Timeshare law is an historically complicated practice. In recent years, we have seen laws passed in an attempt to hand some power back to the victims of the immoral practices of timeshare companies. However, knowing about timeshare law in the first place is something that’s usually just the domain of the professionals. Here at Timeshare.Lawyer, though, we like to ensure that you are as informed as possible about aspects of timeshare law that might apply to you.
What you need to know about timeshare law
Throughout European courts, not least in Spain, time and again cases are being ruled in favour of those trying to escape from, or at least receive compensation for, being sold timeshare agreements which can now be deemed unlawful.
Many of these court rulings have been based on one or more of four clauses commonly found in timeshare agreements. Despite the law’s complexity, these four clauses are easy to identify and will give you a much better understanding of your legal standing if you suspect you have been sold an unlawful timeshare.
If a timeshare agreement states that the contract exceeds the length of 50 years, it is often labelled as a perpetuity clause. As of 1998, such contracts have been labelled as unlawful.
Perpetuity clauses can often mean that people are paying annual fees for their entire lives; in some extreme circumstances, it could even mean that after death, the burden of the payments is passed on to the family.
Such behaviour from timeshare companies is now no longer acceptable. If you signed an agreement after 1998 which includes a perpetuity clause, you should pursue a legal case immediately.
Floating week / flex-time
Whilst most timeshare agreements entitle you to a specific, set week every year in which you have access to the property, floating weeks, otherwise known as Flex-Time, supposedly give you the freedom to select a week of your choosing every year.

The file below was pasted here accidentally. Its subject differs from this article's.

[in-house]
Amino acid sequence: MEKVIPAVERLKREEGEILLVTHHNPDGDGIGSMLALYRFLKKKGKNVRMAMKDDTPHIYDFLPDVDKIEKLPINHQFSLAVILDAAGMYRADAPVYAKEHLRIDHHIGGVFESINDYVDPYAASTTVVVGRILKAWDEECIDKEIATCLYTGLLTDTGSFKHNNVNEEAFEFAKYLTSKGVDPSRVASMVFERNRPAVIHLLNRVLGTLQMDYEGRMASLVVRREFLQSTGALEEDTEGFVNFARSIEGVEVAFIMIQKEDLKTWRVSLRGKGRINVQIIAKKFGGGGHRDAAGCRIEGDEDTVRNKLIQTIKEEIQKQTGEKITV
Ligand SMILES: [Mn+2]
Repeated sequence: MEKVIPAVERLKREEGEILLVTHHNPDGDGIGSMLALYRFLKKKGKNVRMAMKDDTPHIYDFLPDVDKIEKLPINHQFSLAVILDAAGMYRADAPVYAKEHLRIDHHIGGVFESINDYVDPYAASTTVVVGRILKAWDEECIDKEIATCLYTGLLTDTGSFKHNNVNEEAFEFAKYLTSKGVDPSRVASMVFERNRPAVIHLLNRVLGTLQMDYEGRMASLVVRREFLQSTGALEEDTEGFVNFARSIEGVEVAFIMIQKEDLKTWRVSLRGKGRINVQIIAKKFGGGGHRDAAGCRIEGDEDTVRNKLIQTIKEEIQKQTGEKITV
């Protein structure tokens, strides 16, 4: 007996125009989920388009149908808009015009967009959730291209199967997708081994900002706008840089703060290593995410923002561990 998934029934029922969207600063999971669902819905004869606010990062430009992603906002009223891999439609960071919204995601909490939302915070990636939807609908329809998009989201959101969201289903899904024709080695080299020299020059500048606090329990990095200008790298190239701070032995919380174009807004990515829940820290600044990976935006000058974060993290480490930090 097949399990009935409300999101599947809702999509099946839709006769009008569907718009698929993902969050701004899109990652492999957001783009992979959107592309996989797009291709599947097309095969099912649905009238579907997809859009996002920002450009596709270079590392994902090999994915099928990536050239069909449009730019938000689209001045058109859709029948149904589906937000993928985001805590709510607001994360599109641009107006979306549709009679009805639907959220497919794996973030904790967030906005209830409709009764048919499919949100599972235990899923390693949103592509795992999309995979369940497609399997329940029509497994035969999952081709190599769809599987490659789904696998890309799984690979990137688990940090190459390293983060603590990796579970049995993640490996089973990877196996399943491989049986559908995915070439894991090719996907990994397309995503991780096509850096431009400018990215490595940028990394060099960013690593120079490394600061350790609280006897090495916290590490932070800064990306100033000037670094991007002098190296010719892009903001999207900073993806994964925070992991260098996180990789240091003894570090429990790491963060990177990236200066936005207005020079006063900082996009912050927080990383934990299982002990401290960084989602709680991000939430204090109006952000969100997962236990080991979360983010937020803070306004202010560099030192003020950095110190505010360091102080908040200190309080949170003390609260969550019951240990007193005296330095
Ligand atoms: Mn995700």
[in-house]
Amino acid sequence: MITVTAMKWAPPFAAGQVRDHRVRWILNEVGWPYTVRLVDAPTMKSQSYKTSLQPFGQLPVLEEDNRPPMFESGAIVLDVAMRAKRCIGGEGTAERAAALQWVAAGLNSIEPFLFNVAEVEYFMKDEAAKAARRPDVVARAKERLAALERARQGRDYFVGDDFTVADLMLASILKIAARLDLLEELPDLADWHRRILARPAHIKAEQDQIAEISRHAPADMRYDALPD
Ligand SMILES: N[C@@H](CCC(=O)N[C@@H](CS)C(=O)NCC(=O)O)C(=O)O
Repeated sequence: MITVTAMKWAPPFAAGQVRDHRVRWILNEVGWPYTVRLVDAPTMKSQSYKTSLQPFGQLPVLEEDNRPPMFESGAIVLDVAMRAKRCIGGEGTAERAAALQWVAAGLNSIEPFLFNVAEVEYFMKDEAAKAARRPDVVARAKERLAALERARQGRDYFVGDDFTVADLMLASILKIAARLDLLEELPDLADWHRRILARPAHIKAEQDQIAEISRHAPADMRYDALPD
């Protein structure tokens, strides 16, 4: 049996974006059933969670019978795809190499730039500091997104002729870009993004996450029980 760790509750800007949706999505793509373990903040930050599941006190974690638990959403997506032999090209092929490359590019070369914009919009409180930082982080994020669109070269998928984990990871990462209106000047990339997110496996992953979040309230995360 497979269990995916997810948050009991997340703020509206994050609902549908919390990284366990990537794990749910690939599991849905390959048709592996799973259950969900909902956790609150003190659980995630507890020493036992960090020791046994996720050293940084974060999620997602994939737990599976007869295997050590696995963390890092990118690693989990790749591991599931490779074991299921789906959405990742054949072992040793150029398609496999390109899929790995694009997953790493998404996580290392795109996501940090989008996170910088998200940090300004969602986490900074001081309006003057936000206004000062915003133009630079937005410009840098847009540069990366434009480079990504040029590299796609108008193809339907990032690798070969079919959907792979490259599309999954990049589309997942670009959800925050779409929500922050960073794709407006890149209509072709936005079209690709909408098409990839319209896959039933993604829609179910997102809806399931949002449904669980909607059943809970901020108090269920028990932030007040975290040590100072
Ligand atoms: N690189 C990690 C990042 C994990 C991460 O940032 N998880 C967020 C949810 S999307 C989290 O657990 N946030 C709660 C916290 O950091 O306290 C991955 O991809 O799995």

The timeshare companies will use this promise of flexibility to justify a floating week clause but what they fail to reveal is the major headaches that such agreements can cause.
In practice, Flex-Time does not offer freedom. Instead, it results in a messy, unpredictable battle between owners of the same timeshare property. These conflicts often result in people not being able to access the property at all. It goes without saying that you will still be expected to pay your fees. In fact, as anyone who knows about timeshare law will tell you, such floating weeks are actually illegal now.
The cooling off period is an agreed amount of time, starting upon the signing of a contract, in which the signee is allowed to change their mind. A person may sign in a high-pressure environment, but on reflection, or upon finding out more about timeshare law, they decide that they’ve made a mistake. This law protects people who find themselves in this situation.
During this period, which must legally be at least 14 days, it is illegal for timeshare companies to take any money from you at all. They are supposed to be giving you the time and space to contemplate the agreement you have signed and to ensure that it’s in your best interests to continue with the agreement.
If, however, they do not honour this agreement and come pursuing any sort of money from you, they are doing so in breach of the law. As a result, it might be that the contract is deemed entirely null and void. Equally, if the timeshare company made it difficult for you to cancel during the cooling off period, for example by failing to furnish you with appropriate paperwork or dodging your attempts to contact them to change your mind, they are also breaking the law.
Clear and honest language
Finally, something a little less clear-cut the previous three points but still helpful to know about timeshare law, is the importance of clear and honest language.
Timeshare companies are not allowed to fill their contracts with language and discourse specifically designed to confuse the customer into submission. Their hope is most people, rather than questioning the terms, will be coerced into signing without question because what’s being said on the paper is too daunting to grasp, and that most people simply do not know about timeshare law.
There is always going to be certain elements of jargon in complicated legal documents, but that is different to intentionally bamboozling people. If a timeshare agreement is deemed by the courts to be misleading or dishonest, there is a good chance that timeshare law will dictate that compensation is in order.
These four points are just the tip of the iceberg when it comes to timeshare law. It is very strongly recommended that, if you suspect you may have fallen victim to any of these unlawful practices, you get in touch with a good timeshare lawyer. Someone who is experienced in contract law and knows exactly what needs to be done to ensure you’re no longer at the mercy of timeshare companies.